Tag Archives: microbiology apps

“The end of Clinical Breakpoints as we know them?…””


During the ASM conference in Boston, I attended a couple of talks on the process of anti-microbial susceptibility testing (AST). There are really only two main players (a duopoly of sorts) left standing with regards to setting standards for AST. These are the Clinical & Laboratory Standards Institute (CLSI) and the EUropean Committee on Anti-microbial Susceptibility Testing (EUCAST).

Representatives from each organisation spoke during the conference sessions. Reading between the lines,  I did not get the impression that a unification of the two organisations was imminent, mainly because I did not detect any warmth between the respective speakers…

There was considerable discussion on the setting of Clinical Breakpoints. Clinical Breakpoints are necessarily a “messy” compromise between Epidemiological Cut-off values (ECOFFs), pharmaco-kinetic & pharmaco-dynamic (PK-PD) data, and most importantly, clinical response. As long as this model continues, EUCAST and CLSI committees will continue to tinker with and argue about the breakpoints, but in the painful knowledge that a single value can never be agreed upon as being a definitive answer. There are just too many variables.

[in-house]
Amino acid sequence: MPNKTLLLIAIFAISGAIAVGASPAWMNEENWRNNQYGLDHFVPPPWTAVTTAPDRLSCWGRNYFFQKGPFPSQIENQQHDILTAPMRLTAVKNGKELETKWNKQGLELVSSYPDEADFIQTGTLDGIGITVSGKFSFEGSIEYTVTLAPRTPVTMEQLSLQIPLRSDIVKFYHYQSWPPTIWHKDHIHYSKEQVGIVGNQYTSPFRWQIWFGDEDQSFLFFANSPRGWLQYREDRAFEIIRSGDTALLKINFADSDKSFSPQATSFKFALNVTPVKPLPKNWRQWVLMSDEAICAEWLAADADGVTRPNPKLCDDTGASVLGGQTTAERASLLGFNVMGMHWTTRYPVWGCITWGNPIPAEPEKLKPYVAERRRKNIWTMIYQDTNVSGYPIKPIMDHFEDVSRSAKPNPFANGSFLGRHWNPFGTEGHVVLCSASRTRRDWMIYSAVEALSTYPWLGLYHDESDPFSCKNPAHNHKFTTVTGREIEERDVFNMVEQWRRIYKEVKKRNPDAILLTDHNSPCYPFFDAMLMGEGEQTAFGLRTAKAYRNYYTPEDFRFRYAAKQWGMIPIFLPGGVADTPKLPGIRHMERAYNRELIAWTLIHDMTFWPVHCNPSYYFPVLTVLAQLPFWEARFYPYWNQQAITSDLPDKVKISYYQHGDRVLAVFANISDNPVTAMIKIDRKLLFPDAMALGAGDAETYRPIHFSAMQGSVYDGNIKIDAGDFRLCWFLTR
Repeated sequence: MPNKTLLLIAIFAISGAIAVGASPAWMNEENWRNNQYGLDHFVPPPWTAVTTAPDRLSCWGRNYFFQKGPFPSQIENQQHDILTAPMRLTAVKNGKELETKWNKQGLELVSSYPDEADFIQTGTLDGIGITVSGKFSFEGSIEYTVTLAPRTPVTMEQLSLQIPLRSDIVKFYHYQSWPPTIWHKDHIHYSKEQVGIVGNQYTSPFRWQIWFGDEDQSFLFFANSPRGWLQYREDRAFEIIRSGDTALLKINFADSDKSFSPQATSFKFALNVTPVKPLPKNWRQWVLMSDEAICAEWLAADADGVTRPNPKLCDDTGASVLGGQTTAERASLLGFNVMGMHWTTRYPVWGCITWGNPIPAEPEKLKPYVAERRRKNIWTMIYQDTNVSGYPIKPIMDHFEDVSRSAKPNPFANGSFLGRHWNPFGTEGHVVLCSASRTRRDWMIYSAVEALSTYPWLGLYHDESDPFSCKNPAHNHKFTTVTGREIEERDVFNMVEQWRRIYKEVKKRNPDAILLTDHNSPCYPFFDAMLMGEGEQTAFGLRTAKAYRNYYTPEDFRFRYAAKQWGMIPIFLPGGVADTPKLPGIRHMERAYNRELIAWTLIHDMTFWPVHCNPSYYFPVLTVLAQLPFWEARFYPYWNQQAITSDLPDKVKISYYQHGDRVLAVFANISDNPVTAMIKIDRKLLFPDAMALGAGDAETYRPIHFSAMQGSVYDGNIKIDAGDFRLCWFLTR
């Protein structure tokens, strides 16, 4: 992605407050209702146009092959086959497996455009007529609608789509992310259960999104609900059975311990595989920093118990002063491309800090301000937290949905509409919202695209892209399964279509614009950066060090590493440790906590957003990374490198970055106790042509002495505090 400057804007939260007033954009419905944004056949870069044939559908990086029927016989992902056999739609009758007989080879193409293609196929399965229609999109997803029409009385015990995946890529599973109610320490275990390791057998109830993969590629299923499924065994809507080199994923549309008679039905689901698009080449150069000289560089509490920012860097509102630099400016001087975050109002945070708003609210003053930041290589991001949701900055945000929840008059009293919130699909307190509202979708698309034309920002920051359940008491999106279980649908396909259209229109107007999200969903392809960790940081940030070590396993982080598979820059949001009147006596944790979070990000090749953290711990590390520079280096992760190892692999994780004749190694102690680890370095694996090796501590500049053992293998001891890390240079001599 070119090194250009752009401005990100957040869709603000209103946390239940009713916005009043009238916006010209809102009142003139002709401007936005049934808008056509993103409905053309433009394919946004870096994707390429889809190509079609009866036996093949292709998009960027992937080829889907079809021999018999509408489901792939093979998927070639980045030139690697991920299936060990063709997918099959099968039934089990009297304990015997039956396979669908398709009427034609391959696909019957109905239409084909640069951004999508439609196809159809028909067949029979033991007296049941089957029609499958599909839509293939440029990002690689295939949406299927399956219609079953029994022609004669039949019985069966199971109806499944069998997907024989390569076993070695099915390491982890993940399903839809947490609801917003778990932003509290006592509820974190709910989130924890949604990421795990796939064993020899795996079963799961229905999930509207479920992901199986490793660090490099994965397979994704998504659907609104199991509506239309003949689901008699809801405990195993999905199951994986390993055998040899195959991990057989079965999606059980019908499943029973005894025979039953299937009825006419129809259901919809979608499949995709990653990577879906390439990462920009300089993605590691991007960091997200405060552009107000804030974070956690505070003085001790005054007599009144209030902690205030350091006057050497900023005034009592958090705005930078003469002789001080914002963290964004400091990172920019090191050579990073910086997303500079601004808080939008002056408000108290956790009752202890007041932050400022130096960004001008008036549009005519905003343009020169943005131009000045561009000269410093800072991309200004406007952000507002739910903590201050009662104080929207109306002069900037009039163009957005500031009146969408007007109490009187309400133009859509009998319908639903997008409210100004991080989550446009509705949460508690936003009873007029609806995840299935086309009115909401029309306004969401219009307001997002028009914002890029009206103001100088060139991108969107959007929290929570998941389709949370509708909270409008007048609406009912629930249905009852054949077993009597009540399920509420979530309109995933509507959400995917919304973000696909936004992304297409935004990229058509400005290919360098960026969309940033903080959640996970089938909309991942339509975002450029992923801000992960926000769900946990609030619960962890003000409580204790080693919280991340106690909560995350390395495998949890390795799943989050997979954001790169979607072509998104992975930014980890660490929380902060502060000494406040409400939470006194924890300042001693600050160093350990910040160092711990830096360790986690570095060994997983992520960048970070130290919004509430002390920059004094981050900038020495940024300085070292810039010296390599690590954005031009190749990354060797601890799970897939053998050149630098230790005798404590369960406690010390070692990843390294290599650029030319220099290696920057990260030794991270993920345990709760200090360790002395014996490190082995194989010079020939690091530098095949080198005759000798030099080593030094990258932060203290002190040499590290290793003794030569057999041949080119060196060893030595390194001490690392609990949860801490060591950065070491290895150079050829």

The problem is therefore ripe for an app-based solution…

I foresee a future in anti-microbial susceptibility testing where the main variables are taken much more into account than they currently are.

I see the time when all the microbiology laboratory will do will be to provide an organism identification and  MIC values for a restricted number of key antibiotics.

The clinician will then take his smartphone app, enter this lab information, but also add in key patient variables such as site of infection, renal function & body mass index, and degree of immunocompromise.

The app will then process all these variables together and give for each antibiotic the likelihood of clinical response of a certain antibiotic, not only for this particular organism, but for this particular patient.

And thus there will no longer be a need for concrete/single value clinical breakpoints, but rather the focus will be on personalising the lab information to each particular patient.

I can see such apps for MIC interpretation being developed in the next few years. 

And if I were a lead member of NCCLS or EUCAST I would be recruiting the services of a good IT applications specialist on to the steering committee, and sooner rather than later…